The Black & White

  • Dance Team tryouts will be held May 17 at 6:00 p.m. in the cafeteria.

  • The counseling office has arranged for the Iowa College Access Network to present to Johnston juniors and parents in the high school auditorium May 21 at 7:00 p.m.

  • Student council will be hosting a dog walk on May 20 from 12 p.m. to 2 p.m. at Beaver Creek Elementary school

  • Student council barbecue will held May 12 at Price Chopper from 10 a.m. to 2 p.m.

  • Sophomore and junior girls wishing to play volleyball must attend the meeting held May 11 at 7:15 a.m. in room 611.

“Doki Doki Literature Club,” the most mentally scarring game I’ve ever played

(Warning, this story may contain spoilers)

Joe Kronberg, Staff Writer

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To all readers, heed this warning. While this game looks like an innocent dating simulator, you are likely to be mentally scarred by the game.

It’s nearly impossible to explain how the game works or fully warn those who are interested without spoiling the plot and events that take place, but I will do my best as this is a potential trigger for those with depression, anxiety, or are easily disturbed.

At first glance, the game looks like a typical anime dating simulator, the kind that people generally play as a joke or for memes, but even from the start, something seems fishy.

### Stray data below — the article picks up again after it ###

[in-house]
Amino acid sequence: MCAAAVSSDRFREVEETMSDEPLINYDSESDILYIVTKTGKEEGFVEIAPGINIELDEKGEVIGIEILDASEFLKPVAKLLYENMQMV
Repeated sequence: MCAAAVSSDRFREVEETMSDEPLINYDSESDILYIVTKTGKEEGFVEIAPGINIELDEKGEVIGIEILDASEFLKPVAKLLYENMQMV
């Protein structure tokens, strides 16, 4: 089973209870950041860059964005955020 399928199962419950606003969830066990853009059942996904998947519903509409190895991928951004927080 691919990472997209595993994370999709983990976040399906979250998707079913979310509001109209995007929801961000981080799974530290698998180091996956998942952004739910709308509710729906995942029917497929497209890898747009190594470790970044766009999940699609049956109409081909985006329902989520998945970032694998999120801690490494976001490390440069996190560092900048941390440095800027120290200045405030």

On websites where the game is available, one of the top tags is “psychological horror,”. It may seem like it’s simply been tagged incorrectly, but in the game’s description, written by Monika, one of the characters, it gives the warning that “This game is not suitable for children or are easily disturbed,” which appears again whenever the game is opened.

Photo provided by pcgamer.com

The game itself starts off pretty nice, with the player going to school with his neighbor Sayori, who drags him along to the Literature Club after school, where he meets Yuri, Natsuki, and Monika, who is the club’s President.

Much like what happens in a typical dating simulator, the player tries to win the heart of either Sayori, Yuri, or Natsuki, through writing poems that will be presented each day at the club and will become closer to whoever’s style your poems most reflect.

As the Club Festival approaches, things begin to get a bit eery, when suddenly the game has a drastic change.

Though it may not be easy to explain what happens without spoiling the game, a very basic list of possible triggers is:

Disturbing themes and imagery
Intense and realistic interpretations of mental health issues
Many possible triggers of depression, anxiety, and other mental health disorders
Loss of control within the game
That’s about as much as I can give a warning without spoilers, for more specifics, visit the official warning page at ddlc.moe/warning.html.

While this game may be highly disturbing, with realistic depictions of the events, Doki Doki Literature Club is one of the best written and most intriguing games that I’ve ever played.

While triggering for some, and more intense then I was expecting, the story does an excellent job of making the characters have realistic emotions, and the aftermath effects of each event with those emotions was astounding.

This game is the best thing I’ve ever played, even if it is the most traumatizing, giving it 5 out of 5 stars.

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